Vermont is trying to secure big federal funding in a competitive process pitting applicants nationwide against each other for $1 billion in grants to improve internet access.
“We are using this as an opportunity to build a statewide fiber optic design,” said Christine Hallquist, executive director of the Vermont Community Broadband Board.
Vermont is one of 235 applicants vying for funding from the Infrastructure Investment and Jobs Act signed into law by President Joe Biden last year. Together, the applicants have proposed projects totaling $5.5 billion, more than five times what is available.
Vermont is seeking $114 million to build 1,663 miles of fiber optic cable that would connect its union communications districts — the building blocks of the state’s universal broadband strategy — to each other. The funding would also pay for additional and improved connections to Quebec, New Hampshire, Massachusetts and New York.
The money would go towards building the “middle mile” of fiber optic systems, which are lines that are expensive to establish but do not connect to new customers and therefore do not bring in new revenue. This makes them less attractive to build for private broadband companies already operating in the state.
The funding would also give Vermont greater oversight of broadband construction through the creation of a “special purpose vehicle,” a public-private partnership with majority public control. The state would pay to connect communications union districts, with the goal of connecting nearly every household in Vermont more quickly to fiber optic cable.
And the grants could reduce the amount of money that communications union districts have to borrow to achieve that goal.
“The more grants we get, the less we have to borrow to reach the last address,” said Christa Shute, executive director of NEK Broadband, the North East Kingdom’s communications union district. That, in turn, will lead to lower rates for customers, Shute said.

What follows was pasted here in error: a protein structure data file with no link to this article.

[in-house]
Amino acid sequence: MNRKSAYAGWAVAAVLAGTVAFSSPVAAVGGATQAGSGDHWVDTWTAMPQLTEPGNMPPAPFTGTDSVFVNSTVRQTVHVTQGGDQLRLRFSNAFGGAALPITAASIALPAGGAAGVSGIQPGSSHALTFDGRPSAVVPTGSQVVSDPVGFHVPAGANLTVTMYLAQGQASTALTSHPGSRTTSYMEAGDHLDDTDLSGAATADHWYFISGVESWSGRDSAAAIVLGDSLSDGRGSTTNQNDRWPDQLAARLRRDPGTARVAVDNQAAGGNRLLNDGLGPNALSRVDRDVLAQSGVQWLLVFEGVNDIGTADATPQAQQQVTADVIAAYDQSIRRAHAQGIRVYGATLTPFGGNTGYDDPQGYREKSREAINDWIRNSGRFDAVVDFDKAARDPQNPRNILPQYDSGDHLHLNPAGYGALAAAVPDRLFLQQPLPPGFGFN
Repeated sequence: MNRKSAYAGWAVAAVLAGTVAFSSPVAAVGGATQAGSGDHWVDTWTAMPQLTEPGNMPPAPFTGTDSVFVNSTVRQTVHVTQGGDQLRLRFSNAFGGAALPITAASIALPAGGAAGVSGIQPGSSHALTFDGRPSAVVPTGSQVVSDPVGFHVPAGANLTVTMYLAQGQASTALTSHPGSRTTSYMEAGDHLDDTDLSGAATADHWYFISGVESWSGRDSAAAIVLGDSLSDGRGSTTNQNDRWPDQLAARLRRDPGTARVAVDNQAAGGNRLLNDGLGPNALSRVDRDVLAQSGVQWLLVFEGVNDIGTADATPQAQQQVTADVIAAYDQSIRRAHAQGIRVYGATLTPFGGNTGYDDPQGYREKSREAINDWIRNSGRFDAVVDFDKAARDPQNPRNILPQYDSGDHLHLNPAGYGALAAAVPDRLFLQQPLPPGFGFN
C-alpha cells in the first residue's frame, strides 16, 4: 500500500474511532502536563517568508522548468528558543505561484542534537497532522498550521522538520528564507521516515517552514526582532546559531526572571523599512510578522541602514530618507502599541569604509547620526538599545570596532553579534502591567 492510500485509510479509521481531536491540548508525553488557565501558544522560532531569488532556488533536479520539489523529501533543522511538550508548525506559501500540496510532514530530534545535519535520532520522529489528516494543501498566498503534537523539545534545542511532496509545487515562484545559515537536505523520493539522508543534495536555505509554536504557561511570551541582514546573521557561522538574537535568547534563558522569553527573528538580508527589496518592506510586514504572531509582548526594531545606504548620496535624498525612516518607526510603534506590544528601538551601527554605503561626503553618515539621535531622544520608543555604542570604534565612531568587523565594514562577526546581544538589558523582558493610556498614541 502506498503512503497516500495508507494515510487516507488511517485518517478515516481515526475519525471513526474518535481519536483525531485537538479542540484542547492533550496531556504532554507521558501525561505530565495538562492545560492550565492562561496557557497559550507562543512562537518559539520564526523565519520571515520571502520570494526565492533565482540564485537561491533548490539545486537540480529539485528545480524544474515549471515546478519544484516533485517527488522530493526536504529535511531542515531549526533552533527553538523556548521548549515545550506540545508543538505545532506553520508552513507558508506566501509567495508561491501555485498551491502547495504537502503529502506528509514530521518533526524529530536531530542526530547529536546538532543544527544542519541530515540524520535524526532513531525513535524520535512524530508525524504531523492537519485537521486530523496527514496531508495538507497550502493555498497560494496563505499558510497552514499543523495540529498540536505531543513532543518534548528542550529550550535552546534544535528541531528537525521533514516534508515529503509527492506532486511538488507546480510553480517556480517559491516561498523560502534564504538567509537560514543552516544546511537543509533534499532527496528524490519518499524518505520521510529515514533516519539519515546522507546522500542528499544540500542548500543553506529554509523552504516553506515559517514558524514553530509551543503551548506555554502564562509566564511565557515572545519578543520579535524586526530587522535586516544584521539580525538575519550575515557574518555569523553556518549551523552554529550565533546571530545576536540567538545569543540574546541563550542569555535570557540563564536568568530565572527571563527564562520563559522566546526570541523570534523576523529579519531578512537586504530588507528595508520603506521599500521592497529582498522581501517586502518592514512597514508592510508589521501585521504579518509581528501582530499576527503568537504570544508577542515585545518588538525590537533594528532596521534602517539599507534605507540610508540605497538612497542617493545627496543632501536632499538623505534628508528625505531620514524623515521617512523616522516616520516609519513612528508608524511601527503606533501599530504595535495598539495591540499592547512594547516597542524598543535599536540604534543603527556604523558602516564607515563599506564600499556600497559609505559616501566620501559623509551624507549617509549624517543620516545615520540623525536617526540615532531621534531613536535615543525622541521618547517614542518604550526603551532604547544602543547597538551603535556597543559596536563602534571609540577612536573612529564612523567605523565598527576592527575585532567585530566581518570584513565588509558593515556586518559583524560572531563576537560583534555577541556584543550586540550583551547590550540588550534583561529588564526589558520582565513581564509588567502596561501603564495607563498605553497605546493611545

In April, Hallquist estimated that Vermont’s ambitious plan to connect nearly every home to the Internet would cost more than $1 billion. With inflation, soaring supply chain issues, labor shortages and the Federal Reserve raising interest rates, it now puts that estimate at more than $1.2 billion. of dollars.
Hallquist said Vermont has already distributed $100 million in federal grants to communications union districts to build the state’s fiber optic system. An additional $250 million is expected to flow to union communications districts over the next five years.
The districts, made up of groups of Vermont cities and towns put together, will have to borrow an additional $200 million in the bond markets. Private companies, which are focused on upgrading their existing broadband networks to fiber optics, are expected to spend an additional $650 million.
The new connections would also provide backup connections in case storms destroy fiber optic lines, Hallquist said.
In order to secure the federal grant, Governor Phil Scott pledged in a letter to Alan Davidson, U.S. Assistant Secretary of Commerce for Communications and Information, to seek additional funding of $30 million from the State through its budget request to the Legislative Assembly. Vermont’s private fiber optic providers have also pledged an additional $16 million. Consolidated Communications, VTel, Waitsfield and Champlain Valley Telecom and First Light are state partners in its grant application, Hallquist said.
“This will put more alternative fiber routes into the backbone, which will reduce the risk of outages,” said Sarah Morris, senior director of regulatory and legislative affairs at Consolidated Communications. “In the unfortunate event of a fiber cut, this allows us to reroute the network so it stays up.”
State officials and communications union district administrators also hope the new connections will lower the wholesale price of fiber optic service.
“The more connections we have, the more competition we can have for data services coming into the state,” Hallquist said.
New connections would also connect isolated communities on the outskirts of communication union neighborhoods with neighboring neighborhoods, ensuring that customers will remain connected to the system even if a line is down.
“We don’t want dead ends in the backbone of all these networks,” said Robert Fish, deputy director of the Vermont Community Broadband Board. “If there is a cut somewhere, customers will continue to have the service.”
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